In the early days of the pandemic, there wasn't great data available, and it wasn't easy to do better than trusting the standard epidemiological estimate that around 2% of people who got COVID-19 would die. My back of the envelope estimate at the time was way higher, but no one else I knew seemed to think that number made sense, so I let the matter drop. But now we have enough data to check.
Recently, my sister reached out to me to check her own thinking on the matter. She used the same method I initially did - simply dividing the number of deaths by the number of resolved cases (deaths + recoveries) - to estimate that in the US, COVID-19 kills around 1 in 6 people who get it.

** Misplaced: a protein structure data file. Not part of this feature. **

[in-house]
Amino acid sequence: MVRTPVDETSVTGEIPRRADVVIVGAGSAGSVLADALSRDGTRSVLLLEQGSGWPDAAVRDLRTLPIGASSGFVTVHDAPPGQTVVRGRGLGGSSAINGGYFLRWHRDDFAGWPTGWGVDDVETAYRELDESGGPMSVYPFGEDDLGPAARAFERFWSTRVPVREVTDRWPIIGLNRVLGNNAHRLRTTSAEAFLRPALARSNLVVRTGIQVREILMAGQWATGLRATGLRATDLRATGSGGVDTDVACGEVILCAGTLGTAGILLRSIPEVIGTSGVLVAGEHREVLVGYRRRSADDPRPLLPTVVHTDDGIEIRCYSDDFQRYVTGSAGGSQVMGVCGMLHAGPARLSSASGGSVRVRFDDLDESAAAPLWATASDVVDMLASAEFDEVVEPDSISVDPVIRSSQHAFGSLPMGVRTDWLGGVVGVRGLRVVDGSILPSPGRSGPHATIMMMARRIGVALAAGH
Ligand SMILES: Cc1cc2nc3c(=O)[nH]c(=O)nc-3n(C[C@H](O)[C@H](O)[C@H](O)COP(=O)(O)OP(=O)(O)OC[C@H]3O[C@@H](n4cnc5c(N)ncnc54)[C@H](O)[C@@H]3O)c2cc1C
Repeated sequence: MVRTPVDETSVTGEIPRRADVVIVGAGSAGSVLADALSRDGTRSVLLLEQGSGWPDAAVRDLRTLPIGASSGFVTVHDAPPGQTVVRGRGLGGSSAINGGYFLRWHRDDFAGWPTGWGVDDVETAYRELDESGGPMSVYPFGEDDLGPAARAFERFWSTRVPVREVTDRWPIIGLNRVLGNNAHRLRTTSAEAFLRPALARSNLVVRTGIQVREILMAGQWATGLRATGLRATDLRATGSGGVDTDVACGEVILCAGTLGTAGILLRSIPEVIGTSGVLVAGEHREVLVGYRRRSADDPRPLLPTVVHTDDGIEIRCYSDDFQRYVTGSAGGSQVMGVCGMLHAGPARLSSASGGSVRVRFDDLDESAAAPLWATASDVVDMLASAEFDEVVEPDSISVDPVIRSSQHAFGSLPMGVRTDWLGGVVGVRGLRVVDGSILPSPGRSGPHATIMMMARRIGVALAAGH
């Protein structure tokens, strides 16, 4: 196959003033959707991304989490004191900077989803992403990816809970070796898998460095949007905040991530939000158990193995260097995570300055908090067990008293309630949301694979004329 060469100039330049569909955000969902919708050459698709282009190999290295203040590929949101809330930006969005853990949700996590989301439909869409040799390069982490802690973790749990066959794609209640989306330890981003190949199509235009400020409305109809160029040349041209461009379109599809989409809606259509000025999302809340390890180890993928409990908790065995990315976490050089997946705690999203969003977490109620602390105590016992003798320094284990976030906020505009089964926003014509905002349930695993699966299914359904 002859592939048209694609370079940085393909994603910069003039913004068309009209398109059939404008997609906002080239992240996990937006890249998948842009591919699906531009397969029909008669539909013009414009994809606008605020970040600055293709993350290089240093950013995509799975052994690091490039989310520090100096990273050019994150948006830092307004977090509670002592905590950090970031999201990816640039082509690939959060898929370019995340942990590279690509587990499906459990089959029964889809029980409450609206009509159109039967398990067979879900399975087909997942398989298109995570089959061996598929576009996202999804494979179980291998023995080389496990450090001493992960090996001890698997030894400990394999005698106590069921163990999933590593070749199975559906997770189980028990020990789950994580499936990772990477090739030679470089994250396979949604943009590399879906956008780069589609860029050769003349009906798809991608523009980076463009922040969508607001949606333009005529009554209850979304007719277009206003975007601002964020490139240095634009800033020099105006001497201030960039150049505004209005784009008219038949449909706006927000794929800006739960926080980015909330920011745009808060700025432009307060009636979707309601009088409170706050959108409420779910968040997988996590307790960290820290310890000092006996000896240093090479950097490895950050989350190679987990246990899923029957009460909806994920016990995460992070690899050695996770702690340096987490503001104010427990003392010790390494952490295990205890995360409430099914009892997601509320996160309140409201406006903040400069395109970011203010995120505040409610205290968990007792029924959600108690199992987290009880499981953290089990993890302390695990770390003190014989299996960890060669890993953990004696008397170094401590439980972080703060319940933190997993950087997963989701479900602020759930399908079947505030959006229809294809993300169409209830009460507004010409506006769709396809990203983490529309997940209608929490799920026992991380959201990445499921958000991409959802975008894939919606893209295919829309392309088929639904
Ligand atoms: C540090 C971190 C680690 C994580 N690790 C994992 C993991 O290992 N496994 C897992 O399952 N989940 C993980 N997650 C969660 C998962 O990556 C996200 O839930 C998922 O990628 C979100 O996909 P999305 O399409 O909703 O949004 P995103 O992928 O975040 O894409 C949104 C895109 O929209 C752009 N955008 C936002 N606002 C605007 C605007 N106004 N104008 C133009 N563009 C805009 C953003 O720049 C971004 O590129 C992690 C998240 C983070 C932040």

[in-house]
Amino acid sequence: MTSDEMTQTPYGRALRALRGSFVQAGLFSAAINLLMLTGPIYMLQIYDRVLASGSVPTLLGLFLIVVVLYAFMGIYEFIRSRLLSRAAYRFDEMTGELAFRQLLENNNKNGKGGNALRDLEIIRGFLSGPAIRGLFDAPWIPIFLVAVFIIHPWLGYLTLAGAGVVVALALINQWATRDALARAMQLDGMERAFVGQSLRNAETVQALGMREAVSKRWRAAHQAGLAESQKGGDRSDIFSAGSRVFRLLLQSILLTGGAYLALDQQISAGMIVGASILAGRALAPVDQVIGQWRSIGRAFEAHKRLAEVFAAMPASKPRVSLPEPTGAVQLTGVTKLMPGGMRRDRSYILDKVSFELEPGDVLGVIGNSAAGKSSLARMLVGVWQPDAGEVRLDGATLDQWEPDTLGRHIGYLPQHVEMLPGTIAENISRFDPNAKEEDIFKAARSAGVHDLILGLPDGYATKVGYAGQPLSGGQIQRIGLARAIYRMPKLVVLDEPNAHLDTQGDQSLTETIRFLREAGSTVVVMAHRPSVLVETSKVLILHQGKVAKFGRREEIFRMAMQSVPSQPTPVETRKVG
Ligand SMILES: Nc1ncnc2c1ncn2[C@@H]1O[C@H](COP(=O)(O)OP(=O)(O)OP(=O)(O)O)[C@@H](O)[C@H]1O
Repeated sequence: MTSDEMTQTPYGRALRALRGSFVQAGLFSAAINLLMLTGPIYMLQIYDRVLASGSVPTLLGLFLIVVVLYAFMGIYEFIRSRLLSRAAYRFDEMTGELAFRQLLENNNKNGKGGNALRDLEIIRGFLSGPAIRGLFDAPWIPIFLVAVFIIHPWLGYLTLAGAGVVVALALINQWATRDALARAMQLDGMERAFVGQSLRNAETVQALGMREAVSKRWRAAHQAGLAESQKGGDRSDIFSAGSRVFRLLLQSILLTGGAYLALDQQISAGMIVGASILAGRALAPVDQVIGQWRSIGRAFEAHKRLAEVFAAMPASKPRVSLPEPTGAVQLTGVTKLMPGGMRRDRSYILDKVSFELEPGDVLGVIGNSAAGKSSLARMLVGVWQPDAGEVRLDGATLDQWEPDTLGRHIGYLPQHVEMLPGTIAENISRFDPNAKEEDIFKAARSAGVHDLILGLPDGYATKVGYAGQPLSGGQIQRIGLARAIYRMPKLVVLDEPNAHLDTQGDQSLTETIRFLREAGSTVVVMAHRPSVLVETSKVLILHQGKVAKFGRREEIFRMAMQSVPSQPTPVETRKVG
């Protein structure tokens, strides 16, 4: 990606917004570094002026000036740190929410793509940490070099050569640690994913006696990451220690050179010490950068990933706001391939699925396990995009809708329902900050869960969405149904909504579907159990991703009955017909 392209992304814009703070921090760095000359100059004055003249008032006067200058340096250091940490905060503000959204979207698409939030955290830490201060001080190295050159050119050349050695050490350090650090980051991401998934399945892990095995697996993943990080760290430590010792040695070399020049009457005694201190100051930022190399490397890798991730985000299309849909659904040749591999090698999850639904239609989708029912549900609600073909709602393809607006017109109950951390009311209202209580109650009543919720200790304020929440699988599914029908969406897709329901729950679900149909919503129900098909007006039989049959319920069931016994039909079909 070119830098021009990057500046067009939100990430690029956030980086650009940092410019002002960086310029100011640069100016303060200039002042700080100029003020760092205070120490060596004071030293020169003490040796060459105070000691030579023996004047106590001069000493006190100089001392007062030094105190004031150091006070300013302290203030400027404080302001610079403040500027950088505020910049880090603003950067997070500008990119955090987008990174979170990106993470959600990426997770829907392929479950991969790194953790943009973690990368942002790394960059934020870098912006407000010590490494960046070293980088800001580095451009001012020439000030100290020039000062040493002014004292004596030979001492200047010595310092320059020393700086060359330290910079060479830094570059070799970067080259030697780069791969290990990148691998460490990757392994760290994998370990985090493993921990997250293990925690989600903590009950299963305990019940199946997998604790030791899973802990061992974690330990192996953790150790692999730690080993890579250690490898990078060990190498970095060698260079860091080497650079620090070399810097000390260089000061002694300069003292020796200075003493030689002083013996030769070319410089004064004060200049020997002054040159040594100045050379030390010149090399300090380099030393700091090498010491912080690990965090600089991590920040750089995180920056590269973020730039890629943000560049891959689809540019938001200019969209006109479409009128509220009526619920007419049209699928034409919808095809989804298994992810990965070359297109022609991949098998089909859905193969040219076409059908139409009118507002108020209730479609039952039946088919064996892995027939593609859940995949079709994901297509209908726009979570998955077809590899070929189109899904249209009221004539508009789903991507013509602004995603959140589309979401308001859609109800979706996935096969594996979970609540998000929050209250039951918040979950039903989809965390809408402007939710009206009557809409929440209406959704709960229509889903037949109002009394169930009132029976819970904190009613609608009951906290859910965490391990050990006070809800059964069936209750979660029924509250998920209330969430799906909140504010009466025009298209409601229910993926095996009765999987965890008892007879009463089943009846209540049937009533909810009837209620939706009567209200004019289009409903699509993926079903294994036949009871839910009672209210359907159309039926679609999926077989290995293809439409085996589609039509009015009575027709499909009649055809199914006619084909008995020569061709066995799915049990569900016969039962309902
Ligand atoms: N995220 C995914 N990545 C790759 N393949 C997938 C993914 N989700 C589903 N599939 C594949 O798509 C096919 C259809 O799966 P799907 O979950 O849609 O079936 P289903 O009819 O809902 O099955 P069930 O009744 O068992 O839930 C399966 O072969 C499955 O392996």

The problem with using only resolved cases, in a country with an ongoing pandemic, is that if people die faster than they're marked recovered, death rates can be inflated - and if they recover faster, deflated. Ideally, you'd want to wait until all cases have been resolved one way or the other. Fortunately, there are now countries where that situation nearly holds.Continue reading